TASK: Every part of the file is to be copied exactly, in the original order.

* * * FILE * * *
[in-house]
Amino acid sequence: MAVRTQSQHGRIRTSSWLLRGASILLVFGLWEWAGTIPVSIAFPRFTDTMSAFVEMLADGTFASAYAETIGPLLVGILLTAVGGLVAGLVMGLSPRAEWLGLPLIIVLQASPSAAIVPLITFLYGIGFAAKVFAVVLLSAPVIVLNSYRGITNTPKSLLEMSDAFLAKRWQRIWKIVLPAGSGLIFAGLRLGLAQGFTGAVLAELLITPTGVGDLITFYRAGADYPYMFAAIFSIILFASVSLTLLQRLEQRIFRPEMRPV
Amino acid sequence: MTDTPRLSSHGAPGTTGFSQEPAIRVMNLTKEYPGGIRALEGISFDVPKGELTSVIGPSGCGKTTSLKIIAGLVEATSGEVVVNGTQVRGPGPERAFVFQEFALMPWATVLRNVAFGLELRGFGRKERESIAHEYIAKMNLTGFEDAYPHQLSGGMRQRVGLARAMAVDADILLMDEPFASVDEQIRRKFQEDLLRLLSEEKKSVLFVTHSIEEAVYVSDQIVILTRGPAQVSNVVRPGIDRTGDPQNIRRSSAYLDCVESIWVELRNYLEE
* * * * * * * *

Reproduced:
[in-house]
Amino acid sequence: MAVRTQSQHGRIRTSSWLLRGASILLVFGLWEWAGTIPVSIAFPRFTDTMSAFVEMLADGTFASAYAETIGPLLVGILLTAVGGLVAGLVMGLSPRAEWLGLPLIIVLQASPSAAIVPLITFLYGIGFAAKVFAVVLLSAPVIVLNSYRGITNTPKSLLEMSDAFLAKRWQRIWKIVLPAGSGLIFAGLRLGLAQGFTGAVLAELLITPTGVGDLITFYRAGADYPYMFAAIFSIILFASVSLTLLQRLEQRIFRPEMRPV
Amino acid sequence: MTDTPRLSSHGAPGTTGFSQEPAIRVMNLTKEYPGGIRALEGISFDVPKGELTSVIGPSGCGKTTSLKIIAGLVEATSGEVVVNGTQVRGPGPERAFVFQEFALMPWATVLRNVAFGLELRGFGRKERESIAHEYIAKMNLTGFEDAYPHQLSGGMRQRVGLARAMAVDADILLMDEPFASVDEQIRRKFQEDLLRLLSEEKKSVLFVTHSIEEAVYVSDQIVILTRGPAQVSNVVRPGIDRTGDPQNIRRSSAYLDCVESIWVELRNYLEE